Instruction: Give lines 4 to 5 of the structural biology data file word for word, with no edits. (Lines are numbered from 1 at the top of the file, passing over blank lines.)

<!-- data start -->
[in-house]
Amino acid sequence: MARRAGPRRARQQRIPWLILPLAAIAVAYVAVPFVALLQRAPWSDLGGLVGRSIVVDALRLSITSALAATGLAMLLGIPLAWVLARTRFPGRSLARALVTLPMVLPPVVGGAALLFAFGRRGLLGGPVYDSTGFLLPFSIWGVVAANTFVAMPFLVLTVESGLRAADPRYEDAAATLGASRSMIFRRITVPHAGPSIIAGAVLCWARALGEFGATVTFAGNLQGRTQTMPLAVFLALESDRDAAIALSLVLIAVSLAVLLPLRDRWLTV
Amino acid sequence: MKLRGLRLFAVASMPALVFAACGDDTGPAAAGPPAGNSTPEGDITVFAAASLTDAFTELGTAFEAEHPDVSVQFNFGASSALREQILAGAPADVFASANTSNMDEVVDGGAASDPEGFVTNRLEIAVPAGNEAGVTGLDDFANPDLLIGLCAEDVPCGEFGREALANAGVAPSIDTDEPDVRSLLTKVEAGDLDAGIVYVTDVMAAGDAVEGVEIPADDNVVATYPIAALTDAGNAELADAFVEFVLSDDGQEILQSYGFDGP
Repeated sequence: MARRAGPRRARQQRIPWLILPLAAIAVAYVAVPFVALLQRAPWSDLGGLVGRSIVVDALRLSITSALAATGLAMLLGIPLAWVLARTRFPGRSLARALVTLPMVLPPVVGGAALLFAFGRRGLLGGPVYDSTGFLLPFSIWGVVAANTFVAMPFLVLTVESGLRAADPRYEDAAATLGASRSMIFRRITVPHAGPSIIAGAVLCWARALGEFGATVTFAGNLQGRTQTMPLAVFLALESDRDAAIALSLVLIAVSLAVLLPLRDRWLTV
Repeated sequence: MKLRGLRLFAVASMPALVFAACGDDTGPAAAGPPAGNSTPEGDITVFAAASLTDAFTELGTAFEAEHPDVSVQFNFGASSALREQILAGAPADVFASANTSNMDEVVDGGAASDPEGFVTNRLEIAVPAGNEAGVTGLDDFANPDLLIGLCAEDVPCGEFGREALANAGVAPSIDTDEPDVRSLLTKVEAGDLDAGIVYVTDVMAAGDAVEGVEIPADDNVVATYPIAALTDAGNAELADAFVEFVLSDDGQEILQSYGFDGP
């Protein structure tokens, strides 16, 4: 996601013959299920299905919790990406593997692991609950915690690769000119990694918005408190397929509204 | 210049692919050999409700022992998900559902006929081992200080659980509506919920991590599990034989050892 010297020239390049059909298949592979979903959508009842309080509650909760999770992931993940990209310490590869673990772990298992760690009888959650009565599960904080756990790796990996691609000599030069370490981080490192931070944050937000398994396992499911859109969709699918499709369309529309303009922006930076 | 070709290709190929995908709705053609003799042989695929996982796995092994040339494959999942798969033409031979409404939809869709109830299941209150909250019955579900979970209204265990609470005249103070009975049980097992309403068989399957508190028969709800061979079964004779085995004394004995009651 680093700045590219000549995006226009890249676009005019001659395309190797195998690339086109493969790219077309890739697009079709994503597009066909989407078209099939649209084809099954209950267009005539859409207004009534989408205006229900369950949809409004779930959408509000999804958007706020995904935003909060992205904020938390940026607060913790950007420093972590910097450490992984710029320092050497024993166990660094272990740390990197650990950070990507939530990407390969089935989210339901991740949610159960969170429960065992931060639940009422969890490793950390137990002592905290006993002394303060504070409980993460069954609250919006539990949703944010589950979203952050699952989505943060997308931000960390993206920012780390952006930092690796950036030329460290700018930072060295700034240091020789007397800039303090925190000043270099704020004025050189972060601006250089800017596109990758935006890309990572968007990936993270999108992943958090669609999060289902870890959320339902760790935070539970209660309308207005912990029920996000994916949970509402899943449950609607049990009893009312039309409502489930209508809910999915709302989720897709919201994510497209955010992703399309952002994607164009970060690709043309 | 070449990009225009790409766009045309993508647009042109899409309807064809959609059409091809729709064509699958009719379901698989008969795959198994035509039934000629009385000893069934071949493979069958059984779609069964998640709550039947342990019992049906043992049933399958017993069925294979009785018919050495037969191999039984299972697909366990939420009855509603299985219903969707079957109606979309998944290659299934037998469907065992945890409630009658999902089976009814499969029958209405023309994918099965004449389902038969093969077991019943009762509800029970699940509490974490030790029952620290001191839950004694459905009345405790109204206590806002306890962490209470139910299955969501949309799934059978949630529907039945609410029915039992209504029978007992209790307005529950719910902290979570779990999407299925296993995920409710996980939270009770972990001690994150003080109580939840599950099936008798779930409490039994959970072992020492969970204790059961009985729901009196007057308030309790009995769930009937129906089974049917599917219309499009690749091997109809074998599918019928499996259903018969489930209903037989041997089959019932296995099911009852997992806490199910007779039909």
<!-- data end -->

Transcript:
Repeated sequence: MARRAGPRRARQQRIPWLILPLAAIAVAYVAVPFVALLQRAPWSDLGGLVGRSIVVDALRLSITSALAATGLAMLLGIPLAWVLARTRFPGRSLARALVTLPMVLPPVVGGAALLFAFGRRGLLGGPVYDSTGFLLPFSIWGVVAANTFVAMPFLVLTVESGLRAADPRYEDAAATLGASRSMIFRRITVPHAGPSIIAGAVLCWARALGEFGATVTFAGNLQGRTQTMPLAVFLALESDRDAAIALSLVLIAVSLAVLLPLRDRWLTV
Repeated sequence: MKLRGLRLFAVASMPALVFAACGDDTGPAAAGPPAGNSTPEGDITVFAAASLTDAFTELGTAFEAEHPDVSVQFNFGASSALREQILAGAPADVFASANTSNMDEVVDGGAASDPEGFVTNRLEIAVPAGNEAGVTGLDDFANPDLLIGLCAEDVPCGEFGREALANAGVAPSIDTDEPDVRSLLTKVEAGDLDAGIVYVTDVMAAGDAVEGVEIPADDNVVATYPIAALTDAGNAELADAFVEFVLSDDGQEILQSYGFDGP